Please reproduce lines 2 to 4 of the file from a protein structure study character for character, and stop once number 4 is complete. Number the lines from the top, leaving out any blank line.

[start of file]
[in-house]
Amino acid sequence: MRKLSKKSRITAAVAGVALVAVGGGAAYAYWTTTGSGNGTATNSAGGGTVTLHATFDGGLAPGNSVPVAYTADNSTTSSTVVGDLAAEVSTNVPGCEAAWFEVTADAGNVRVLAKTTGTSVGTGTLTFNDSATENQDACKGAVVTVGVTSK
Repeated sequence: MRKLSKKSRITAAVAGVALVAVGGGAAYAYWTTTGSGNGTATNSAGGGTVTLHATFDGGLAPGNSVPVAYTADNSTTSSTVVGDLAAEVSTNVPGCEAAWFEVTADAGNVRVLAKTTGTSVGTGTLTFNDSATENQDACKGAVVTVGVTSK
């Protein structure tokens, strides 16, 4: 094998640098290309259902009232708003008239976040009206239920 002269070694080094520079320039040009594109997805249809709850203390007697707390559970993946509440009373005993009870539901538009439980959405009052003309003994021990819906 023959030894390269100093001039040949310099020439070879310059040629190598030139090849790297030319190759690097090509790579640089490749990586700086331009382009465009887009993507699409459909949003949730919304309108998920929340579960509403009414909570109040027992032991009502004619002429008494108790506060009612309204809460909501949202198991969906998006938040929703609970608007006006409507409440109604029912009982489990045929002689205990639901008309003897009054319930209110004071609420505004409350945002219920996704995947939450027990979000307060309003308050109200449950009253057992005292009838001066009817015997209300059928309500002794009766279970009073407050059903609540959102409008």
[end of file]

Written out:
Amino acid sequence: MRKLSKKSRITAAVAGVALVAVGGGAAYAYWTTTGSGNGTATNSAGGGTVTLHATFDGGLAPGNSVPVAYTADNSTTSSTVVGDLAAEVSTNVPGCEAAWFEVTADAGNVRVLAKTTGTSVGTGTLTFNDSATENQDACKGAVVTVGVTSK
Repeated sequence: MRKLSKKSRITAAVAGVALVAVGGGAAYAYWTTTGSGNGTATNSAGGGTVTLHATFDGGLAPGNSVPVAYTADNSTTSSTVVGDLAAEVSTNVPGCEAAWFEVTADAGNVRVLAKTTGTSVGTGTLTFNDSATENQDACKGAVVTVGVTSK
């Protein structure tokens, strides 16, 4: 094998640098290309259902009232708003008239976040009206239920 002269070694080094520079320039040009594109997805249809709850203390007697707390559970993946509440009373005993009870539901538009439980959405009052003309003994021990819906 023959030894390269100093001039040949310099020439070879310059040629190598030139090849790297030319190759690097090509790579640089490749990586700086331009382009465009887009993507699409459909949003949730919304309108998920929340579960509403009414909570109040027992032991009502004619002429008494108790506060009612309204809460909501949202198991969906998006938040929703609970608007006006409507409440109604029912009982489990045929002689205990639901008309003897009054319930209110004071609420505004409350945002219920996704995947939450027990979000307060309003308050109200449950009253057992005292009838001066009817015997209300059928309500002794009766279970009073407050059903609540959102409008």